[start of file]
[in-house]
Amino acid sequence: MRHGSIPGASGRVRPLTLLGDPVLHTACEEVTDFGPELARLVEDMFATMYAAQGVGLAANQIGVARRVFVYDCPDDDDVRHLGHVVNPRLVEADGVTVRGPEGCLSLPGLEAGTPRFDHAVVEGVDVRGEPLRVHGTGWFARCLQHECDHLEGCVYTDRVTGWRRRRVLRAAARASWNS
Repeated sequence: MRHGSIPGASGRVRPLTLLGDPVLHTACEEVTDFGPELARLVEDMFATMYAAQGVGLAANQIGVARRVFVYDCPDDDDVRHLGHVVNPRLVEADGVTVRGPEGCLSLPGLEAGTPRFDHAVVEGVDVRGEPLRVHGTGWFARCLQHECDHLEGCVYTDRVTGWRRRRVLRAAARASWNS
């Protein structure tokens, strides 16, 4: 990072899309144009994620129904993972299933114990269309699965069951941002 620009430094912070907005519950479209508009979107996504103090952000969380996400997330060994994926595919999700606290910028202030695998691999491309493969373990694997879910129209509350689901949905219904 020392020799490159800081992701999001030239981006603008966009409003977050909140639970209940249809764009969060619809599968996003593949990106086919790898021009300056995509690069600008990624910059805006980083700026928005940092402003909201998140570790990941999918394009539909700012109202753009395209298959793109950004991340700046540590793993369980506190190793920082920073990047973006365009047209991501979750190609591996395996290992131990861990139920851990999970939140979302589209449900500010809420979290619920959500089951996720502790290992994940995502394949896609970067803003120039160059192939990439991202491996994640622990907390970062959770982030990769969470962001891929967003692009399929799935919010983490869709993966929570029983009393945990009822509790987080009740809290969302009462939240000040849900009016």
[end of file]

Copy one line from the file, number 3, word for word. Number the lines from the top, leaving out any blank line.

Repeated sequence: MRHGSIPGASGRVRPLTLLGDPVLHTACEEVTDFGPELARLVEDMFATMYAAQGVGLAANQIGVARRVFVYDCPDDDDVRHLGHVVNPRLVEADGVTVRGPEGCLSLPGLEAGTPRFDHAVVEGVDVRGEPLRVHGTGWFARCLQHECDHLEGCVYTDRVTGWRRRRVLRAAARASWNS